By Chin-Yao Chang and Kuen-Jong Lee, National Cheng Kung University, Taiwan, Alan P. Su, SprintSoft, Inc, Taiwan, Mark Burton, GreenSocs, UK
September 04, 2007 -- edadesignline.com
As the VLSI process technology continuously advances, the System-on-Chip (SoC) design methodology has become a main design trend for semiconductor products. A single SoC containing multi-million gates for audio/video/communication applications is now a commonplace in electronic industry.
However, challenges arise due to the high complexity of SoC design . For example, the simulation time to verify an SoC is often too long to meet the time-to-market requirement. In general the simulation speed relates to the abstraction level of the SoC description. Although Verilog and VHDL, the two main hardware description languages employed today, support abstraction levels up to the functional level, the nature of Verilog and VHDL restricts them from achieving high simulation speed. Also the lack of high-level programming language features such as inheritance, reference, thread, and dynamic resolution makes it hard to use Verilog and VHDL to develop high-level models and systems.
In recent years the Electronic System Level (ESL) design methodology has been proposed to solve SoC design problems. SystemC, the main ESL hardware description language, is C++ based with hardware constructs such as modules, ports and clocks. SystemC allows users to model components and systems at higher abstraction levels than Verilog and VHDL. One key feature of SystemC is the Transaction Level Modeling (TLM)  that models components and systems at a level higher than the functional level in the sense that the data passing is modeled as transactions instead of signals. By raising the abstraction level we can perform: (1) algorithm/architecture codesign, (2) design space exploration, (3) system level verification, (4) hardware/software co-simulation, and (5) whole-system performance analysis and optimization .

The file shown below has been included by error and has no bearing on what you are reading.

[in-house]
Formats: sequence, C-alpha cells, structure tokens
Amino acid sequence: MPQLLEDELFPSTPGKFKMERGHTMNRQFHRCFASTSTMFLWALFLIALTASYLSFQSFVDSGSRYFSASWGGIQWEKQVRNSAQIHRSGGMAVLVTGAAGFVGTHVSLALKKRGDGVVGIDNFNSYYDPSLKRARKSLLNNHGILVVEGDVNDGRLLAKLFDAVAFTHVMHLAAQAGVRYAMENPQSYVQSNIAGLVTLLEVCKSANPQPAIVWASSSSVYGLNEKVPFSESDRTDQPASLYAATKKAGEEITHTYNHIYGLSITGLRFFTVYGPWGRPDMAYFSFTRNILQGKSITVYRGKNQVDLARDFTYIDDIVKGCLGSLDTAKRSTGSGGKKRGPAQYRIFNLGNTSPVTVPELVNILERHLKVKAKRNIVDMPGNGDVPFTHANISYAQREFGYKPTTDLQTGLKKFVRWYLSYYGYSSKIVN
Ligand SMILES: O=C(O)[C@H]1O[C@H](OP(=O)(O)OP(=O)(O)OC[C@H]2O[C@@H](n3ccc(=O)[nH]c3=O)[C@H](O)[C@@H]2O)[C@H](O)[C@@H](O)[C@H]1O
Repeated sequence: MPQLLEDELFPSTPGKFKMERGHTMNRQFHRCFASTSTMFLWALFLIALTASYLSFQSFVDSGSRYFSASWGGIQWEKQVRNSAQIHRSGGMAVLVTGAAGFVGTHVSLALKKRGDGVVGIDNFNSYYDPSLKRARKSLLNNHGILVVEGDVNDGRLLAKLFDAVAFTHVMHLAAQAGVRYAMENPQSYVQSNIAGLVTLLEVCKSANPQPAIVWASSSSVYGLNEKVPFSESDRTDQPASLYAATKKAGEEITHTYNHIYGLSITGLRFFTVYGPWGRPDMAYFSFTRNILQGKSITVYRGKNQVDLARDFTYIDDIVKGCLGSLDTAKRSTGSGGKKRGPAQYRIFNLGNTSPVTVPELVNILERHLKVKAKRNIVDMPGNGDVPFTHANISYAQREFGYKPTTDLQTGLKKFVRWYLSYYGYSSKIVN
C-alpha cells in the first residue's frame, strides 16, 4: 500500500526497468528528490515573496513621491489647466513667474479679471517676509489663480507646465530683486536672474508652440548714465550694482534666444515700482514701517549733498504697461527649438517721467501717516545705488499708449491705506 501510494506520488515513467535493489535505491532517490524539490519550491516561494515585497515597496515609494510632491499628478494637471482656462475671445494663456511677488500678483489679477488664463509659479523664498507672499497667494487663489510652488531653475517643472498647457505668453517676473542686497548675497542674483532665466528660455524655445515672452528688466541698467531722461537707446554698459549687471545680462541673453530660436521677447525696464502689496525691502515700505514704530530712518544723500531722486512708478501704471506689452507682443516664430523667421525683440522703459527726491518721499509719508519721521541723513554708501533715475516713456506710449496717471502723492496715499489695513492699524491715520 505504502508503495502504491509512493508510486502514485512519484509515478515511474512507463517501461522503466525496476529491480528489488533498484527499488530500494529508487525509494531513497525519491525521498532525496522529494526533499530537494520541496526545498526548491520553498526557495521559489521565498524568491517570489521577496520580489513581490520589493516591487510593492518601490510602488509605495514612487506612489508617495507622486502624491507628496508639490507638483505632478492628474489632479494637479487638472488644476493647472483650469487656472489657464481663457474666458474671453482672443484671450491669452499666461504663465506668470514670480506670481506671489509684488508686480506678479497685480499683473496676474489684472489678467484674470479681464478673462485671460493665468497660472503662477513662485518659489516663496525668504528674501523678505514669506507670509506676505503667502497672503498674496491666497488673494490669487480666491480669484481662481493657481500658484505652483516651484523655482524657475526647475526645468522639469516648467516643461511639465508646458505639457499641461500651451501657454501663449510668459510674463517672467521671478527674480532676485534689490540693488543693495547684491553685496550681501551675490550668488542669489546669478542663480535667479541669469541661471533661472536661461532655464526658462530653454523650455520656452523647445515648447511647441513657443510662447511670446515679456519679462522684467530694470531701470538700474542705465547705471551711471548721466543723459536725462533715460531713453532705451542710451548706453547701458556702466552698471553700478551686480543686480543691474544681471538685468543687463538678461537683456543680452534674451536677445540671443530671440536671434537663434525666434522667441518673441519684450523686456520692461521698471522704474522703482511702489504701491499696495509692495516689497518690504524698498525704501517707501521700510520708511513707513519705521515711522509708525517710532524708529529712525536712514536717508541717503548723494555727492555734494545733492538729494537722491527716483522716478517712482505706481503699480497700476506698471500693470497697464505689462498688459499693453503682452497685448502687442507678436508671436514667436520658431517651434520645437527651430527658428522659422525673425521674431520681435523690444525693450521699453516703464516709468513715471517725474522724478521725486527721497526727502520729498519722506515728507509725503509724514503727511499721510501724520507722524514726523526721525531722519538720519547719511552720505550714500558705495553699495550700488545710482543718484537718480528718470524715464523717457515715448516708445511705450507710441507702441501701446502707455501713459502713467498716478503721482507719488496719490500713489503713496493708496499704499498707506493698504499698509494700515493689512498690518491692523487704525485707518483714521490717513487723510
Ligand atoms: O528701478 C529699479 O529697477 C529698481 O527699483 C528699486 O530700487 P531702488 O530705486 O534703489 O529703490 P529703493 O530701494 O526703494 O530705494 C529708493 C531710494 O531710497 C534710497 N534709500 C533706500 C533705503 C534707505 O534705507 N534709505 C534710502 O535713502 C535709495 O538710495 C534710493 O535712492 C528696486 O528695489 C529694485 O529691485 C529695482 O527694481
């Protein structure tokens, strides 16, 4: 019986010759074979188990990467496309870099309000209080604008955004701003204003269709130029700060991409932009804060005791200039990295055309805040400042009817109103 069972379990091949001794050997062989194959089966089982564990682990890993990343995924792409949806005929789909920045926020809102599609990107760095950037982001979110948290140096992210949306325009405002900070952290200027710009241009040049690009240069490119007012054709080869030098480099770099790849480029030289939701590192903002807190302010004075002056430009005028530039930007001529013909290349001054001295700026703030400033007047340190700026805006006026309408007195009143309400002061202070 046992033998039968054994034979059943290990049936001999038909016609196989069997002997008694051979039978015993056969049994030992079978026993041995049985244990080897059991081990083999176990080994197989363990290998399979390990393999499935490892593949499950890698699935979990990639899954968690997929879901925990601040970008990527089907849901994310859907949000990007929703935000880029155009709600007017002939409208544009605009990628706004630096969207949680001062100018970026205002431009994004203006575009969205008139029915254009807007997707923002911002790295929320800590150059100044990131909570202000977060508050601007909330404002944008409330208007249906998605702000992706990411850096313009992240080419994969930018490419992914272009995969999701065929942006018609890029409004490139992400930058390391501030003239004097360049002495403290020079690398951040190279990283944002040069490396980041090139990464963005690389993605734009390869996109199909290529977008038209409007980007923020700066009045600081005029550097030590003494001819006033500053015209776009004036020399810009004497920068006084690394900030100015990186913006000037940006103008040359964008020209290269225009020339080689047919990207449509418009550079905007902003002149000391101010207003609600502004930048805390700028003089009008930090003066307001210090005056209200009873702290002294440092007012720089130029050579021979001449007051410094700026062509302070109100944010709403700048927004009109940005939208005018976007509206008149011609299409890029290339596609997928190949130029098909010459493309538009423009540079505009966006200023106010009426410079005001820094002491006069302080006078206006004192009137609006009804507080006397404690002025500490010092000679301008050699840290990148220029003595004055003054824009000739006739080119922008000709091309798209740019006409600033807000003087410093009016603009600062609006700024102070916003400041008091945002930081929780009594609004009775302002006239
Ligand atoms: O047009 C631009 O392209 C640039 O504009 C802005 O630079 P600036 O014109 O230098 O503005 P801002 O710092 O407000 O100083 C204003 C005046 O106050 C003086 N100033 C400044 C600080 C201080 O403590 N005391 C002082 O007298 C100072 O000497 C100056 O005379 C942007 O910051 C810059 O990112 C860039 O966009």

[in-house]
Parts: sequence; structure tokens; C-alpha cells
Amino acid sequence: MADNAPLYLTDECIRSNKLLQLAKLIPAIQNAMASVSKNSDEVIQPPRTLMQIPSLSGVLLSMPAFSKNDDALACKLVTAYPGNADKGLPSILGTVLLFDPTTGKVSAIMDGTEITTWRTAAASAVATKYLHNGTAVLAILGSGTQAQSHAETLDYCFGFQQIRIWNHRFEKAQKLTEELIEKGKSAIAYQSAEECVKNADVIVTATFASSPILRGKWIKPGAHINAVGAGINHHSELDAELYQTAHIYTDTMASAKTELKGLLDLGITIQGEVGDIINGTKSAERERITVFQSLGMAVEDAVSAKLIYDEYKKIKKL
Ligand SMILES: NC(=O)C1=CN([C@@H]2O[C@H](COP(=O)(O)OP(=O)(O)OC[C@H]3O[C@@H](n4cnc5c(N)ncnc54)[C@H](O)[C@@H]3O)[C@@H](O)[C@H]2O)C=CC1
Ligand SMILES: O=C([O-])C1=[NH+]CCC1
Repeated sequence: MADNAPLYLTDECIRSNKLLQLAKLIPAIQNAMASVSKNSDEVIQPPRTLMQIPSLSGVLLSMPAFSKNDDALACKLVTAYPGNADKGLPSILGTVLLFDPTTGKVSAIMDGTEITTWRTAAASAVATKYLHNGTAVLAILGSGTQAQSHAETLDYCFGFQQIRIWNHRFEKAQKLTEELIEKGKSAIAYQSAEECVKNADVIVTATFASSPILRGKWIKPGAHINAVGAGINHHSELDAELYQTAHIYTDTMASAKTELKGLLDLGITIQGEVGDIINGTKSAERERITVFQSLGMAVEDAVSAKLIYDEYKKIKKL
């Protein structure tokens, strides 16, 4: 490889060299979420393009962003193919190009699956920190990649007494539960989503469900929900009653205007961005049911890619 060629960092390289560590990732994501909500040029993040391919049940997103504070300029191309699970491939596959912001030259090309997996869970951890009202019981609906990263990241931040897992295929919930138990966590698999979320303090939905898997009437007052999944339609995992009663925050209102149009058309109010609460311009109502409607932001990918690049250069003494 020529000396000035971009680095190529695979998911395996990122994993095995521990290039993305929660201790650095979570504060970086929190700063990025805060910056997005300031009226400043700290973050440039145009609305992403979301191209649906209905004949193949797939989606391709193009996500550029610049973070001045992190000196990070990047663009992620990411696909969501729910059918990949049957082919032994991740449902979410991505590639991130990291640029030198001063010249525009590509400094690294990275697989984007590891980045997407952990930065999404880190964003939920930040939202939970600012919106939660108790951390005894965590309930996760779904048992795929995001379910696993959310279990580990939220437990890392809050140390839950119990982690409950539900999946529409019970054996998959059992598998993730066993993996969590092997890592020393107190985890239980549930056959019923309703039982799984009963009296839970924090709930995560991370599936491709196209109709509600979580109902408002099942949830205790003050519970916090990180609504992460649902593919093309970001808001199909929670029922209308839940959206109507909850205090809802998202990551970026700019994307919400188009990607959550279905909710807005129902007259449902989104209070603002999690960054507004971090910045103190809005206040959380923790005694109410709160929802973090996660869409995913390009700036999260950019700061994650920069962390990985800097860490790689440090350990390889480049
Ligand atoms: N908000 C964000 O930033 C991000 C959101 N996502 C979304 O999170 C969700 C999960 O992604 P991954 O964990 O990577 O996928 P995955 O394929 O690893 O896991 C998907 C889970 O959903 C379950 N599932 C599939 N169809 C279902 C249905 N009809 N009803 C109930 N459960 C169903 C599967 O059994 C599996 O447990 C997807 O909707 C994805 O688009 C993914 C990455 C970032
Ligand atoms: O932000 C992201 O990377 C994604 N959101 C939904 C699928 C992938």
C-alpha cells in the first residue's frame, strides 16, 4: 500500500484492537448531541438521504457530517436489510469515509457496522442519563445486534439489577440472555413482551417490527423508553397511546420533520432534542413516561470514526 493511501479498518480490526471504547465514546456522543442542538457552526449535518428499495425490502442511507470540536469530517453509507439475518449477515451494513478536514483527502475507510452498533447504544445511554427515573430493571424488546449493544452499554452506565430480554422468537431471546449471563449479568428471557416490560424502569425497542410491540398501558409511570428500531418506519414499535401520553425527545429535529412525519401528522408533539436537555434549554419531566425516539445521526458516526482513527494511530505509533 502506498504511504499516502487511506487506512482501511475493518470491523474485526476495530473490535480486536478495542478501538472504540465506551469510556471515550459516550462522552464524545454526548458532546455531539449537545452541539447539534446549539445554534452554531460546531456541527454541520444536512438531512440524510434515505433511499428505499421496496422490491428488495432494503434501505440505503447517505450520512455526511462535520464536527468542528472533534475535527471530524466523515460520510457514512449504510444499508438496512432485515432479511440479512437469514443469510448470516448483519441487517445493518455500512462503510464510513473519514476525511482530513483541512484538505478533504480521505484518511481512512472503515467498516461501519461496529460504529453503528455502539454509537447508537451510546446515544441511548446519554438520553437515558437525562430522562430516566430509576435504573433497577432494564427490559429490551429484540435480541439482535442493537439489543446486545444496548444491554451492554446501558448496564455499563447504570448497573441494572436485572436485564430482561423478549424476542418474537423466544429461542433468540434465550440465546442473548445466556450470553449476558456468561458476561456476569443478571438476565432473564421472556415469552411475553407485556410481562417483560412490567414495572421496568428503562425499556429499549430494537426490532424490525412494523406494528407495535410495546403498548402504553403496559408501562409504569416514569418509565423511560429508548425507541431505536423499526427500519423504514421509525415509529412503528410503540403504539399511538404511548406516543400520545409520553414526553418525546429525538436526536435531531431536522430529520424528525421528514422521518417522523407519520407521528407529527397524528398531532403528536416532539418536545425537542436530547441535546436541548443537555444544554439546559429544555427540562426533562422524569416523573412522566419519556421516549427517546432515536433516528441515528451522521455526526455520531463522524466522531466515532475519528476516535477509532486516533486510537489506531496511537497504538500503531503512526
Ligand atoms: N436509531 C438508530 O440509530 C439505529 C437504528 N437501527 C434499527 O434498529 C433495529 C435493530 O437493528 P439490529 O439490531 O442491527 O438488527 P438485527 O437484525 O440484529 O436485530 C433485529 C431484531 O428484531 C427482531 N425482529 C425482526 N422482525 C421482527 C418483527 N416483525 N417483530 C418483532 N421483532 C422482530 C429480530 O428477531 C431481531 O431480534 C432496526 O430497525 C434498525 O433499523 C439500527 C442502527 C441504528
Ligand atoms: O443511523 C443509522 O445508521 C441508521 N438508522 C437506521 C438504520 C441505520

The Open Core Protocol"International Partnership (OCP-IP)  Consortium has defined a high-performance and bus-independent interface protocol between IPs, usually referred to as the OCP Protocol, which provides a standard for a system designer such that the design time of the core interface can be greatly reduced and possible interface errors can be discovered at the early design stage. OCP defines a point-to-point socket interface specification that enables comprehensive and standardized definitions of a semiconductor IP core's on-chip interface. The IP cores can be a simple peripheral core, a high-performance microprocessor, or an on-chip communication system. Rather than defining rigid signal protocols that a core must implement, the OCP protocol provides a consistent framework for the identification of all kinds of on-chip data, test and control signals for IP cores.
Using OCP, IP designers can make their cores independent of some specific bus protocols, and hence the IP cores will be suitable for any particular design implementation. This makes it easier to reuse OCP-compliant cores across multiple SOC designs. Traditionally designers have to support different bus protocols by modifying a core's interface, the verification suite, the test bench, the documentation, and all other interface-related design issues of the core. OCP eliminates the need to repeatedly modify the core itself, and preserves the verification and test benches by defining all the core's natural interface capabilities in an unchanging, universally understood manner. As a result, significantly improved IP core reusability can be achieved, which leads directly to more predictable and productive SoC designs.
In the next two sections we shall describe the various abstraction levels for data communication (called layers) and the signals defined in OCP interface, respectively. In addition, as the channel models of OCP protocol are still under development, some changes on the protocol or the channel models are expected in the future releases. For the users of the OCP-IP SLD kit that has been provided by the OCP-IP System Level Design (SLD) Working Group to help design OCP-compatible interface, one critical feature of the kit is its stability, i.e., the properties that have been verified in previous release must be maintained in later releases. In order to do so, a regression test method has to be developed to help ensure the functionality that the many users of the OCP-IP SLD kit have come to rely upon is maintained release after release. We have developed a suite of test cases for this purpose, which will be detailed in Section 4.
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